• At the 94-bed Dublin Methodist Hospital in Dublin, Ohio, a suburb of Columbus, Cheryl Herbert, R.N., Dublin Methodist's president, has helped fashion the one-year-old hospital's electronic landscape. To Herbert, this includes partnering with the Dublin-based Cardinal Health on the co-development of an unusual in-room tool for clinicians and patients. Dublin Methodist, a member of the eight-hospital, Columbus-based OhioHealth system, opened in January as a state-of-the-art, showcase digital hospital. The solution that was developed, InfoStation, involves a workstation that pulls down from a patient room ceiling, and allows the clinician to do his or her documentation there. It also allows the patient to use the same terminal to peruse educational information, order meals, or go online and e-mail family members. The application has replaced the use of COWs (computers on wheels), which Herbert says have not been popular among nurses in the OhioHealth system. “We wanted to bring to the bedside a solution that would work for both clinicians and patients, and that on the clinical side would provide a device that would be a gateway into all our documentation systems. Our goal was for our nurses and physicians to use this solution for documentation, review of results, and anything that would pertain to the care of this patient,” she says.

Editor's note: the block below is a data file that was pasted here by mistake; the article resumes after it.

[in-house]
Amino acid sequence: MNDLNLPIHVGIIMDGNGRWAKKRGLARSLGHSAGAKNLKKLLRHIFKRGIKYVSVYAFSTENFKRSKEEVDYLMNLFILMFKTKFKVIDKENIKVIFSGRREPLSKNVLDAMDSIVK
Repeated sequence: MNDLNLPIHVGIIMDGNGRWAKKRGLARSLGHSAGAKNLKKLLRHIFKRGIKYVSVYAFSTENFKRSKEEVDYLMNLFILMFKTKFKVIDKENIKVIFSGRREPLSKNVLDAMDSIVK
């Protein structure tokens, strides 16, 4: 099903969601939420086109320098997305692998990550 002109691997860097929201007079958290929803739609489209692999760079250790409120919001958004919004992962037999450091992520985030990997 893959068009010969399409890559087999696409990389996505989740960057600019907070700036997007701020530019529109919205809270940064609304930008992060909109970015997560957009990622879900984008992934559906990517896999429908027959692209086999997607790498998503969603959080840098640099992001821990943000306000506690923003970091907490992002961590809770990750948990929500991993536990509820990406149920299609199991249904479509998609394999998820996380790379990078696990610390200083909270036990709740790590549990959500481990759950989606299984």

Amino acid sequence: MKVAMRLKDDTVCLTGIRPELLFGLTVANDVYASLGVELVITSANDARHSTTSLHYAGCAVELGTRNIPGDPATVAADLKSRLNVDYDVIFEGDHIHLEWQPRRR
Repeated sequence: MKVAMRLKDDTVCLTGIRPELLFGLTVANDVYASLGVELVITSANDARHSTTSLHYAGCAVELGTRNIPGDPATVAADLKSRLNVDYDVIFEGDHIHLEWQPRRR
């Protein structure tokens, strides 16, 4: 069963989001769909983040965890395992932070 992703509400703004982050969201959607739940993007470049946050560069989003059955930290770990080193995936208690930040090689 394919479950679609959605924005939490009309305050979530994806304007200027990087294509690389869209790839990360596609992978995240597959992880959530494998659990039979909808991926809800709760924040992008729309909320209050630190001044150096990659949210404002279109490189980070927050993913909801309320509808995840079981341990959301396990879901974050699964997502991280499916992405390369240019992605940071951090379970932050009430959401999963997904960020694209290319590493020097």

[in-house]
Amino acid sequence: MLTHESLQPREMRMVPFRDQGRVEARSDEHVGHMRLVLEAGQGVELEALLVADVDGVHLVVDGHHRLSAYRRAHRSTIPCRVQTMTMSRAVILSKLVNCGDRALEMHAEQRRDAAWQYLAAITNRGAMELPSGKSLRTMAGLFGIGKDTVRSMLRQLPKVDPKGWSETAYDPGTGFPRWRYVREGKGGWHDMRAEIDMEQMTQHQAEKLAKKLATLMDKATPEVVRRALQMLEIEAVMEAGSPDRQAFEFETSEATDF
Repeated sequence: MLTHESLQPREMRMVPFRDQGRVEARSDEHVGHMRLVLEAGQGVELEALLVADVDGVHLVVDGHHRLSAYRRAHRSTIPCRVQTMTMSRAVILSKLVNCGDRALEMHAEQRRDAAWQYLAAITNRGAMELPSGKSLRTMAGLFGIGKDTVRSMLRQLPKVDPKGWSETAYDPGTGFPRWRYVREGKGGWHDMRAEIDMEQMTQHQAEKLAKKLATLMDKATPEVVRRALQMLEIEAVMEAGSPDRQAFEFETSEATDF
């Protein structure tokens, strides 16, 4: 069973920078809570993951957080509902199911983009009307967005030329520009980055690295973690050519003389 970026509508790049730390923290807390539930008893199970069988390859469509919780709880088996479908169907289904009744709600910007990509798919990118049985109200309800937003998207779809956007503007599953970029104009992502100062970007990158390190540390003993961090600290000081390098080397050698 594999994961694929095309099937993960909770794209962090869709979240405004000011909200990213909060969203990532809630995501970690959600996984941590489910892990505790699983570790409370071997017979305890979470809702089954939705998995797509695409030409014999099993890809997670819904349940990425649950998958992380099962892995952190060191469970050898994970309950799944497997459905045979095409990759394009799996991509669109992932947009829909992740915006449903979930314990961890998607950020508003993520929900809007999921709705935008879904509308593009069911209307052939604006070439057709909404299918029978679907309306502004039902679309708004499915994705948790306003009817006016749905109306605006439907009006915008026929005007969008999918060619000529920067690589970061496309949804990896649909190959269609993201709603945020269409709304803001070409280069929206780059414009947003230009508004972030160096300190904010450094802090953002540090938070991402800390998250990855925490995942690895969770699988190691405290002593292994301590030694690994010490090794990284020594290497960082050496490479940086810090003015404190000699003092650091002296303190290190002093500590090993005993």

Dan drawbaugh, m.d.

    Dan Drawbaugh

    Bill fera, m.d.

    Bill Fera, M.D.

    Fran turisco

    Fran Turisco

UPMC's massive investment

While all these partnerships are bringing innovations to the marketplace and benefiting the patient care organizations that are co-sponsoring them, one organization has taken the idea of co-development to a whole new level: University of Pittsburgh Medical Center (UPMC) Health System. The 20-hospital, 4,200-bed regional health system has partnered with several large vendors not only to co-develop individual IT solutions, but also to spin off companies in order to bring new revenue lines to the health system.

Among the companies being spun off is Omnyx LLC, a firm which was launched in June as a joint venture between UPMC and Chalfont St. Giles, United Kingdom-based GE Healthcare. According to the June announcement, the new company will provide digital solutions to a market that has “relied on glass slides and microscopes for over 125 years.”